Valley resident off to D.C. on quest for medical weed

June 18, 2006

K. Kaufmann, The Desert Sun

The words on the medical report seem impenetrably abstract - bilateral recess encroachment, stenosis, foraminal encroachment.

 

What they mean to Sky Valley resident Garry Silva is pain.

 

Excruciating, continuous pain in his back and legs, which, said Silva, a legal medical marijuana user under California state law, is the result of injuries he suffered when federal drug agents raided his home and confiscated several dozen medical marijuana plants in March.

 

And though he'll need a wheelchair to do it, today and Tuesday he will be on Capitol Hill in Washington, D.C., lobbying lawmakers - especially Rep. Mary Bono, R-Palm Springs - to pass the Hinchey-Rohrabacher amendment.

 

The amendment, put forward by Rep. Maurice Hinchey, D-Hurley, N.Y., and Rep. Dana Rohrabacher, R-Huntington Beach, would ban the federal Drug Enforcement Administration from making raids on medical marijuana patients in states, including California, that have legalized medical use of the drug.

 

Bono, who is up for re-election in November, voted for the amendment in 2003 and 2004 but voted against it last year.

 

Silva is scheduled to meet with Bono on Monday afternoon.

 

"We need to discriminate between drug addicts and patients," he said. "Right now, it's all the same. We need to change the law."

 

Kimberly Collins, a spokeswoman for Bono, said in an e-mail Thursday that Bono changed her vote after last year's Supreme Court decision in Raich vs. Gonzales, which ruled that federal drug laws take precedence over state medical marijuana laws.

 

"Prior to the ruling, Congresswoman Bono voted in favor of Hinchey-Rohrabacher out of respect for states rights and the will of California voters," Collins wrote in the e-mail. "Given the Supreme Court ruling, she respects the supremacy of federal law and the Supreme Court's recent interpretation of the federal government's role in enforcing national drug policy."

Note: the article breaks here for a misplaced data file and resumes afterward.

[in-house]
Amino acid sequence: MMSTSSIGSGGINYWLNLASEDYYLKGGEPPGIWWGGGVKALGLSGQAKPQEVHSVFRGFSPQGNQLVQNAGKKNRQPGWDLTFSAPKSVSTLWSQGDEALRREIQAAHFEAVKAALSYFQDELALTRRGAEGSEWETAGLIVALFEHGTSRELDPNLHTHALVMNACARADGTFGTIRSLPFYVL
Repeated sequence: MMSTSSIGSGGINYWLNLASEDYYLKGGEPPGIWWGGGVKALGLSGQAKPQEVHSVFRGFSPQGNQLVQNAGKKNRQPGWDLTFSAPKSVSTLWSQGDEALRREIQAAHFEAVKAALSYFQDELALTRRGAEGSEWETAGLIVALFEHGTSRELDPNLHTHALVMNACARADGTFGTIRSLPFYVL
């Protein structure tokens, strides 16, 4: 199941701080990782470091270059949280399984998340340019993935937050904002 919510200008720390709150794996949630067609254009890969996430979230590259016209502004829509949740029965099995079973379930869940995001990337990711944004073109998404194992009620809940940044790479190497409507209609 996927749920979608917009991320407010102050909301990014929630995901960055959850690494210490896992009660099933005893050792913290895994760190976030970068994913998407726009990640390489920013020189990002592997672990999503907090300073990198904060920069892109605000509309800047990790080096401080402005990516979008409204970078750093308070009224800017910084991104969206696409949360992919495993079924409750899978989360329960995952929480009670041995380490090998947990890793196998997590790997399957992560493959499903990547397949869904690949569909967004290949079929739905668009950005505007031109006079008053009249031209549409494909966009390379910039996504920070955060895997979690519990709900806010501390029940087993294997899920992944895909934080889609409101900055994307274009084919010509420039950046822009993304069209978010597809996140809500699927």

A vote on the amendment is expected around June 27 or 28, said Caren Woodson of Americans for Safe Access, a patient advocacy group, which is paying for Silva's trip to Washington.

 

David Roth of La Quinta, Bono's Democratic opponent in the election, did not return calls asking for his position on the amendment.

 

Medical marijuana laws

 

At the time of the raid, Silva was growing medical marijuana for patients at a collective dispensary, CannaHelp in Palm Desert. Collective growing is allowed under California's medical marijuana laws, passed in 1996 and 2003, and Silva made no profit off the plants, both he and CannaHelp owner Stacy Hochanadel said.

 

But the DEA enforces federal law, under which growing or using marijuana of any kind is illegal.

 

On the morning of the raid, Silva said, he was opening his front door for the agents but got hit by the door as they tried to push it open. He was knocked to the floor, he said, and his left shoulder was dislocated and broken.

 

Now, he relies on heavy pain medications, including the narcotic fentanyl, and has had to drastically reduce his work installing custom and commercial window coverings.

 

Silva was not arrested, but the agents confiscated about 37 plants.

 

Sarah Pullen, DEA spokeswoman, said: "Our agents used proper procedures during the execution of the (raid). As of yet, there's been no formal complaint filed with our agency."

 

Pullen said the raid on Silva's home was part of an ongoing investigation but did not provide further details.

 

Silva will not say whether he is planning legal action against the agency.

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